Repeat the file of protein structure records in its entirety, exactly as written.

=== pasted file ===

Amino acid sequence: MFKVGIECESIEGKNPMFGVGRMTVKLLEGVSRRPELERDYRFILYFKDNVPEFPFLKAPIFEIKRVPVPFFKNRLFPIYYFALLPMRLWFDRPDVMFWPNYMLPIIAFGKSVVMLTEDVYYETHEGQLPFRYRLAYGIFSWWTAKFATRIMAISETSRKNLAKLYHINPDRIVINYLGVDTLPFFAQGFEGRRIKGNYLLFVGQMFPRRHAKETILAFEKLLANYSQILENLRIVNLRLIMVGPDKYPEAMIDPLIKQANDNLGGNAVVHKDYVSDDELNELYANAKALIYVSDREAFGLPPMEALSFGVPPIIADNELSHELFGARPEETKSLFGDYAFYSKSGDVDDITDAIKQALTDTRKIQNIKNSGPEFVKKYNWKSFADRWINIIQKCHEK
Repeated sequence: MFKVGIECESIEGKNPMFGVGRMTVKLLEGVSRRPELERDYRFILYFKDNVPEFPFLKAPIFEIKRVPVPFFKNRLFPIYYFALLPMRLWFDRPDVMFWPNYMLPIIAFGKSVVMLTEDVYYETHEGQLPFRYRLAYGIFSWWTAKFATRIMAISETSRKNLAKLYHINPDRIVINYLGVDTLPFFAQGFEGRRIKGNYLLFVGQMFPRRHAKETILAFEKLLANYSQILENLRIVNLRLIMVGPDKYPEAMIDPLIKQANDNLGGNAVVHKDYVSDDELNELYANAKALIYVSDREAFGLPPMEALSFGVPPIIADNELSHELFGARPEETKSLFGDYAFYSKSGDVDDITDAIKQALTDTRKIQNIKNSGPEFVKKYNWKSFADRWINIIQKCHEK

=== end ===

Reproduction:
Amino acid sequence: MFKVGIECESIEGKNPMFGVGRMTVKLLEGVSRRPELERDYRFILYFKDNVPEFPFLKAPIFEIKRVPVPFFKNRLFPIYYFALLPMRLWFDRPDVMFWPNYMLPIIAFGKSVVMLTEDVYYETHEGQLPFRYRLAYGIFSWWTAKFATRIMAISETSRKNLAKLYHINPDRIVINYLGVDTLPFFAQGFEGRRIKGNYLLFVGQMFPRRHAKETILAFEKLLANYSQILENLRIVNLRLIMVGPDKYPEAMIDPLIKQANDNLGGNAVVHKDYVSDDELNELYANAKALIYVSDREAFGLPPMEALSFGVPPIIADNELSHELFGARPEETKSLFGDYAFYSKSGDVDDITDAIKQALTDTRKIQNIKNSGPEFVKKYNWKSFADRWINIIQKCHEK
Repeated sequence: MFKVGIECESIEGKNPMFGVGRMTVKLLEGVSRRPELERDYRFILYFKDNVPEFPFLKAPIFEIKRVPVPFFKNRLFPIYYFALLPMRLWFDRPDVMFWPNYMLPIIAFGKSVVMLTEDVYYETHEGQLPFRYRLAYGIFSWWTAKFATRIMAISETSRKNLAKLYHINPDRIVINYLGVDTLPFFAQGFEGRRIKGNYLLFVGQMFPRRHAKETILAFEKLLANYSQILENLRIVNLRLIMVGPDKYPEAMIDPLIKQANDNLGGNAVVHKDYVSDDELNELYANAKALIYVSDREAFGLPPMEALSFGVPPIIADNELSHELFGARPEETKSLFGDYAFYSKSGDVDDITDAIKQALTDTRKIQNIKNSGPEFVKKYNWKSFADRWINIIQKCHEK